What's in France's draft law against 'Islamist separatism'?

 What's in France's draft law against 'Islamist separatism'?

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PARIS (AFP, REUTERS) – After months of controversy and 135 hours of parliamentary debate, MPs in France approved a draft law to crack down on what has been termed “Islamist separatism” on Tuesday (Feb 16).

The Bill passed by 347 votes to 151 in parliament’s lower house, where President Emmanuel Macron’s centrist ruling party and its allies hold a majority. The legislation now moves to the Senate, where the centre-right opposition dominates.

AFP examines what is, and what isn’t, in the new legislation.

Why a new law now?

French President Emmanuel Macron laid the groundwork with a much-anticipated speech on Oct 2 about what he called the “fight against separatism.” Macron denounced a trend of “Islamist separatism” that sought to create a “counter-society” rejecting the county’s strict form of secularism, equality between the sexes, and other parts of French law.

Macron was accused by critics at the time of pandering to the far-right ahead of 2022 presidential elections and one line in particular – “Islam is a religion that is in crisis all over the world” – drew fierce criticism overseas.

The discussion severely intensified two weeks later when school teacher Samuel Paty was beheaded in the street by a radicalised teen of Chechen origin after showing his class cartoons lampooning the Prophet Muhammad.

For supporters of the new law, Paty’s killing underlined the need for firmer action.

But critics saw the legislation as further stigmatising millions of French Muslims and pushing them to cling more closely to their religious or community identities.

What will the legislation do?

The most significant articles attempt to crack down on speech and actions by religious figures or organisations which are seen as subverting core values of the French republic.

“The republic does not have sufficient means to act against those who want to destabilise it,” reads the preamble to the law.

The text would significantly expand the state’s powers to close religious organisations and places of worship if they are found to air “theories or ideas” that “provoke hate or violence towards a person or people.” It will also require all associations to commit in writing to uphold “republican values” if they accept state subsidies.

In order to crack down on religious funding from countries such as Turkey, Qatar or Saudi Arabia, the law will require associations to declare donations over €10,000 (S$16,000) – and have their accounts certified.

A new crime of “separatism” – described as threatening a public servant in order to gain “a total or partial exemption or different application of the rules” – would be punishable by up to five years in prison.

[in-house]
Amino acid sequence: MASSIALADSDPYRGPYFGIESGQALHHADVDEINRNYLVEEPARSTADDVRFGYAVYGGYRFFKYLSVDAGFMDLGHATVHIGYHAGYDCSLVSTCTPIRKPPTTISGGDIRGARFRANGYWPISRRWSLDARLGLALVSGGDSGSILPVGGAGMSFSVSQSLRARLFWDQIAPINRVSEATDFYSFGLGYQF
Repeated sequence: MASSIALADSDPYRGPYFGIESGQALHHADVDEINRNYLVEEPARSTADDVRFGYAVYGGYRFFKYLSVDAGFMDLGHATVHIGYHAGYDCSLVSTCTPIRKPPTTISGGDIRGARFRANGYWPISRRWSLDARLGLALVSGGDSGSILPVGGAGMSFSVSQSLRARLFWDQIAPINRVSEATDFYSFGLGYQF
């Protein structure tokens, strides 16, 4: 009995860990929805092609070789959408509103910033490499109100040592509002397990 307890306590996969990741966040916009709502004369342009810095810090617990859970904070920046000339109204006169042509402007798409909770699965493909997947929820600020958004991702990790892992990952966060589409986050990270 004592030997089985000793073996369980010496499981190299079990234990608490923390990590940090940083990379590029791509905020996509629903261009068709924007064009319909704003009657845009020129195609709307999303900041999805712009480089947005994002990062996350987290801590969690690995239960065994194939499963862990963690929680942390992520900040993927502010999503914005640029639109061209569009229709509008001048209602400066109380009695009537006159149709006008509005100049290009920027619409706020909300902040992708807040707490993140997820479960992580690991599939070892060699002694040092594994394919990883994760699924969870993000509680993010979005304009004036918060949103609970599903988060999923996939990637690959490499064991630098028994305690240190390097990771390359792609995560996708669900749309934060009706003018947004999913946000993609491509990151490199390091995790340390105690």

What restrictions are envisaged?

One article was inspired by Paty, who was the subject of an online hate campaign started by a parent of a student at his school.

The new crime, punishable by up to three years in prison and a fine of €45,000, would make it an offence to expose personal information about someone knowing that doing so would put them in danger.

It also makes it illegal for doctors to examine girls to establish if they are virgins, an unscientific practice sometimes demanded by families before religious marriages, the government says.

The draft law will also tighten controls on home-schooling and will extend the state’s powers to close private religious schools.

What isn’t in the law?

Although the introductory text refers to the threat of Islamism, the articles of the draft law are phrased to cover all confessional organisations and do not target Muslims or Islamic bodies explicitly.

France’s constitution prohibits discrimination on the basis of religion, which means the law must be written in a way that means it applies to all.

The right-wing Republicans party and far-right National Rally both pushed during the drafting process for wider restrictions on the wearing of the Islamic headscarf in public, which they view as a manifestation of Islamism.

French law already bans the wearing of “ostentatious religious symbols” in schools, while full-face coverings such as niqab and burka are also forbidden in public.

The government rejected calls to ban the headscarf in universities or in the street, but the law will expand the demand for “religious neutrality” which already applies to public sector workers.

People working for private companies which provide public services – airport staff or certain types of transport workers, for example – will not be allowed to wear religious clothing.

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